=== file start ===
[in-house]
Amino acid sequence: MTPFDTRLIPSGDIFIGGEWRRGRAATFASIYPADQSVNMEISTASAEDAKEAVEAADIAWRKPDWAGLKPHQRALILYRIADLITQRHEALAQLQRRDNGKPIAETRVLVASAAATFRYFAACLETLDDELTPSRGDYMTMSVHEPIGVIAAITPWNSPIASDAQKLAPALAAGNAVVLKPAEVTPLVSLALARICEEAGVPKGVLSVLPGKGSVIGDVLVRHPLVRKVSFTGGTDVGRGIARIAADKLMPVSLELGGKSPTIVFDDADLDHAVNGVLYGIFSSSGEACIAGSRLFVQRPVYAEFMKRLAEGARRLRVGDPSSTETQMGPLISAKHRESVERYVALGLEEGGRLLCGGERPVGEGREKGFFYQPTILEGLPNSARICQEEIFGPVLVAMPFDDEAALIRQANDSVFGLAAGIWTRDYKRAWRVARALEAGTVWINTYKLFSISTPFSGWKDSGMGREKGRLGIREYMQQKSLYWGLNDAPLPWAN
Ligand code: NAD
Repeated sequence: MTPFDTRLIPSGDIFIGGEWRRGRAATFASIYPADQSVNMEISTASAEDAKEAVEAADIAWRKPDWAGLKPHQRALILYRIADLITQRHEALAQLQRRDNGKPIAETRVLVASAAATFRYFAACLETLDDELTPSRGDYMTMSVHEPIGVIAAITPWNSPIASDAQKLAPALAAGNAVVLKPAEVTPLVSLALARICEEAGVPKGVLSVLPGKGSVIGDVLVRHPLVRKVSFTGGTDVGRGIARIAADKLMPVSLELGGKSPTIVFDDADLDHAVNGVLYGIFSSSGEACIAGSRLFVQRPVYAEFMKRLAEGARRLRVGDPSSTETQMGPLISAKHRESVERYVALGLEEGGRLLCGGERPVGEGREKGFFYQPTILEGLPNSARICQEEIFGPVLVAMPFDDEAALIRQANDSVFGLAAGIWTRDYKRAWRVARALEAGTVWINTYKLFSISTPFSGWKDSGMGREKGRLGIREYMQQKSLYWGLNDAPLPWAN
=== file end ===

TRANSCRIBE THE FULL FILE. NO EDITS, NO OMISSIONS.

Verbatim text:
[in-house]
Amino acid sequence: MTPFDTRLIPSGDIFIGGEWRRGRAATFASIYPADQSVNMEISTASAEDAKEAVEAADIAWRKPDWAGLKPHQRALILYRIADLITQRHEALAQLQRRDNGKPIAETRVLVASAAATFRYFAACLETLDDELTPSRGDYMTMSVHEPIGVIAAITPWNSPIASDAQKLAPALAAGNAVVLKPAEVTPLVSLALARICEEAGVPKGVLSVLPGKGSVIGDVLVRHPLVRKVSFTGGTDVGRGIARIAADKLMPVSLELGGKSPTIVFDDADLDHAVNGVLYGIFSSSGEACIAGSRLFVQRPVYAEFMKRLAEGARRLRVGDPSSTETQMGPLISAKHRESVERYVALGLEEGGRLLCGGERPVGEGREKGFFYQPTILEGLPNSARICQEEIFGPVLVAMPFDDEAALIRQANDSVFGLAAGIWTRDYKRAWRVARALEAGTVWINTYKLFSISTPFSGWKDSGMGREKGRLGIREYMQQKSLYWGLNDAPLPWAN
Ligand code: NAD
Repeated sequence: MTPFDTRLIPSGDIFIGGEWRRGRAATFASIYPADQSVNMEISTASAEDAKEAVEAADIAWRKPDWAGLKPHQRALILYRIADLITQRHEALAQLQRRDNGKPIAETRVLVASAAATFRYFAACLETLDDELTPSRGDYMTMSVHEPIGVIAAITPWNSPIASDAQKLAPALAAGNAVVLKPAEVTPLVSLALARICEEAGVPKGVLSVLPGKGSVIGDVLVRHPLVRKVSFTGGTDVGRGIARIAADKLMPVSLELGGKSPTIVFDDADLDHAVNGVLYGIFSSSGEACIAGSRLFVQRPVYAEFMKRLAEGARRLRVGDPSSTETQMGPLISAKHRESVERYVALGLEEGGRLLCGGERPVGEGREKGFFYQPTILEGLPNSARICQEEIFGPVLVAMPFDDEAALIRQANDSVFGLAAGIWTRDYKRAWRVARALEAGTVWINTYKLFSISTPFSGWKDSGMGREKGRLGIREYMQQKSLYWGLNDAPLPWAN